Now-premier Jason Kenney speaks at a rally before the election, in Sherwood Park Alta, on Monday April 15, 2019. THE CANADIAN PRESS/Jason Franson

Jason Kenney urges feds to scrap oil tanker ban bill on B.C. north coast

Kenney believes the bill is unconstitutional because it only affects oil coming from Alberta oilsands

Alberta’s new premier says the province will launch a constitutional challenge against a federal government bill to ban tankers off British Columbia’s northern coast if it goes ahead.

The Senate’s committee on transport and communications was in Edmonton Tuesday for a public hearing on Bill C-48.

Premier Jason Kenney said the bill represents a grave threat to the economic interests of Alberta and Canada.

“Not only do we disagree with Bill C-48 in its current form, we do not agree with the bill period,” he said.

“We believe it must be scrapped.”

Kenney said the province believes the bill is unconstitutional because it only affects oil coming out of the Alberta oilsands.

“If this legislation is about tanker traffic, then tell us why would it not apply to B.C. natural gas,” he said.

“I am confused by this legislation. If it is so important, why aren’t we looking at other Canadian coastlines?”

READ MORE: B.C. braces for another round of pipeline battle with Alberta’s Jason Kenney

The bill would prohibit oil tankers carrying more than 12,500 tonnes of crude oil and related products in waters between the northern tip of Vancouver Island and the Alaska border.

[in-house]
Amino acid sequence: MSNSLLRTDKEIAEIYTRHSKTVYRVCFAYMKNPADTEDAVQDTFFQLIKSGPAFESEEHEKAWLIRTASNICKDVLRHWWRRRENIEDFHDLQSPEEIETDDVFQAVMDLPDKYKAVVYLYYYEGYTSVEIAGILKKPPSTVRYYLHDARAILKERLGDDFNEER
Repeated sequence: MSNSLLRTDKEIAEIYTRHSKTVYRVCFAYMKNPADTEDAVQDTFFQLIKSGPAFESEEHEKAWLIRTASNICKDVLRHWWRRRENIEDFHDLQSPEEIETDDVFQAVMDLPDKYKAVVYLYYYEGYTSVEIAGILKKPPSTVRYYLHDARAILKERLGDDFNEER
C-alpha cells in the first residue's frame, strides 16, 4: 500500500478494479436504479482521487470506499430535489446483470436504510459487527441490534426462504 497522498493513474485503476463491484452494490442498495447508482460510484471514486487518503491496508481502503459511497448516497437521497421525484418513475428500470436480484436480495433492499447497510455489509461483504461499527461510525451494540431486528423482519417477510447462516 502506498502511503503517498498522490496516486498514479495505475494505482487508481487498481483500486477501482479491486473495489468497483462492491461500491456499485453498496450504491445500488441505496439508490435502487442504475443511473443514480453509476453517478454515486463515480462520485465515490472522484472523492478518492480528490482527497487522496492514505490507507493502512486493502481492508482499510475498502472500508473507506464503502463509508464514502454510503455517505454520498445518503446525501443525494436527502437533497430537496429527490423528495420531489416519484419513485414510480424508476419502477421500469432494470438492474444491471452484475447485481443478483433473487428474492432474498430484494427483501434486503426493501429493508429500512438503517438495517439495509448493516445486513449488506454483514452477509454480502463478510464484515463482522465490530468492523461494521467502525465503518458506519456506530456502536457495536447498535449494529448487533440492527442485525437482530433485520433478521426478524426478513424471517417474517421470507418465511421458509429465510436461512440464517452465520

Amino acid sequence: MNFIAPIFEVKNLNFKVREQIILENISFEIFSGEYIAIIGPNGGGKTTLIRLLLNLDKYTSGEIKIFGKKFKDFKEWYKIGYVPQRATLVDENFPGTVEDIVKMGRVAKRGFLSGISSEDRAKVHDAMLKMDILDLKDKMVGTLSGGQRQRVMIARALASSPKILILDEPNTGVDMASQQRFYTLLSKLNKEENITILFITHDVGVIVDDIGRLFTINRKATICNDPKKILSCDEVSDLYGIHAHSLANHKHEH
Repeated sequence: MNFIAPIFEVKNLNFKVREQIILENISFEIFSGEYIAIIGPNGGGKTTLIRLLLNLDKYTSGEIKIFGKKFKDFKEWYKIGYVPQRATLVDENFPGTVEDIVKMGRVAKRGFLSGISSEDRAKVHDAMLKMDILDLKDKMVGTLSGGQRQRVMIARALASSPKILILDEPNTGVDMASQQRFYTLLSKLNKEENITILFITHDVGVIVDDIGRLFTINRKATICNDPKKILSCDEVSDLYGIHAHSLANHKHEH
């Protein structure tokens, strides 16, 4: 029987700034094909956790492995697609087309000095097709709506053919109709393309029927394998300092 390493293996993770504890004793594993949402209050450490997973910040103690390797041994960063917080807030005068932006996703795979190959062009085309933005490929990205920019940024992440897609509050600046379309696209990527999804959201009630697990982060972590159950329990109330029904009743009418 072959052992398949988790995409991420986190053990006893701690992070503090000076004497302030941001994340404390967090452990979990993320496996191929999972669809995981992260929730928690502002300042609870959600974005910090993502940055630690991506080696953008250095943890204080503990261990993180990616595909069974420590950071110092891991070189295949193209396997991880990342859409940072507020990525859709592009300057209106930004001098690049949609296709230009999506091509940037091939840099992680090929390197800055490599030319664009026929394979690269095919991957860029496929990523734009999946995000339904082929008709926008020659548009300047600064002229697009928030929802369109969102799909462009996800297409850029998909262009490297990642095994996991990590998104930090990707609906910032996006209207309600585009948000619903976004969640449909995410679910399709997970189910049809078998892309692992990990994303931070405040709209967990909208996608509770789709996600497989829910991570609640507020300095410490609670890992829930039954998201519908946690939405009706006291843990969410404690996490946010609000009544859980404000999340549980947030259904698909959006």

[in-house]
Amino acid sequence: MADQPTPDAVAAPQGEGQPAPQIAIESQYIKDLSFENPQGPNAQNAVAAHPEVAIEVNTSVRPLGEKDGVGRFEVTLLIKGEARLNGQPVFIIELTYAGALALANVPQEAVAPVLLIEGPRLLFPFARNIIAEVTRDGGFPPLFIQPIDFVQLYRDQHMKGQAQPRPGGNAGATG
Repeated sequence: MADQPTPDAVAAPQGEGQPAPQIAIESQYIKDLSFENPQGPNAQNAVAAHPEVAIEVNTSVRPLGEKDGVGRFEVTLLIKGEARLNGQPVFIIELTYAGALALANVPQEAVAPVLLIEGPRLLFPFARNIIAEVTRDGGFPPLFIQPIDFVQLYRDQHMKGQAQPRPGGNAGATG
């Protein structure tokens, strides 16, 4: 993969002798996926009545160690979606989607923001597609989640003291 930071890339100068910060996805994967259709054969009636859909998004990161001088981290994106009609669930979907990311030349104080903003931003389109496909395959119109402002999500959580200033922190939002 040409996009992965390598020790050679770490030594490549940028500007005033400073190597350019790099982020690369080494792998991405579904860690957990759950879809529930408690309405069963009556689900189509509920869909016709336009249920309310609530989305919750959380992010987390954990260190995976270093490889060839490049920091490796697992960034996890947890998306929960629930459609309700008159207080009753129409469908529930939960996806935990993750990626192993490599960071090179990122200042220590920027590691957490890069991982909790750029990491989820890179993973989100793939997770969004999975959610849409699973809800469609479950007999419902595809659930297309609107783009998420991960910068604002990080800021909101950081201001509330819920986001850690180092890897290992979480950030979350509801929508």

The legislation passed in the House of Commons last spring and is being debated in the Senate.

Some senators on the committee said they are conflicted by testimony they’ve heard across the country.

Leaders from several north-coast B.C. First Nations previously testified that if the Senate doesn’t approve the bill, a spill could kill their thriving but fragile marine-based economies.

On Tuesday, senators heard similar concerns from Albertans about the province’s oil industry.

Mayor Don Scott of the Regional Municipality of Wood Buffalo said the bill is divisive and would threaten national unity.

“It should never become law,” he said, explaining it would hurt both Fort McMurray and the oilsands in northern Alberta.

Chief Craig Makinaw of the Ermineskin Cree Nation said there’s a perception that all First Nations are against oil and gas development.

“There’s a lot of misinformation and fear mongering about having pipelines across your lands,” he said.

Makinaw said oil and gas has helped his First Nation become one of the most financially stable in the country, and noted he’s simply asking for a reasonable solution that works for both provinces.

“Don’t pick winners and losers,” he said. “Let’s find a way forward where we can all benefit.”

READ MORE: Kenney talks pipelines with Trudeau after election win, calls it cordial

Al Reid, executive vice-president with Calgary-based Cenovus Energy Inc., testified that the bill would hurt the oil industry.

“To be truly internationally competitive, we need the economies of scale that come from access to northern B.C.’s deep water ports,” he said. “Unfortunately, Bill C-48 offers no pathway to reasonable compromise. It simply closes the door to Alberta’s primary export.

“We can do better than this legislation, which should be at a minimum allowing for regulated, safe oil shipping corridors.”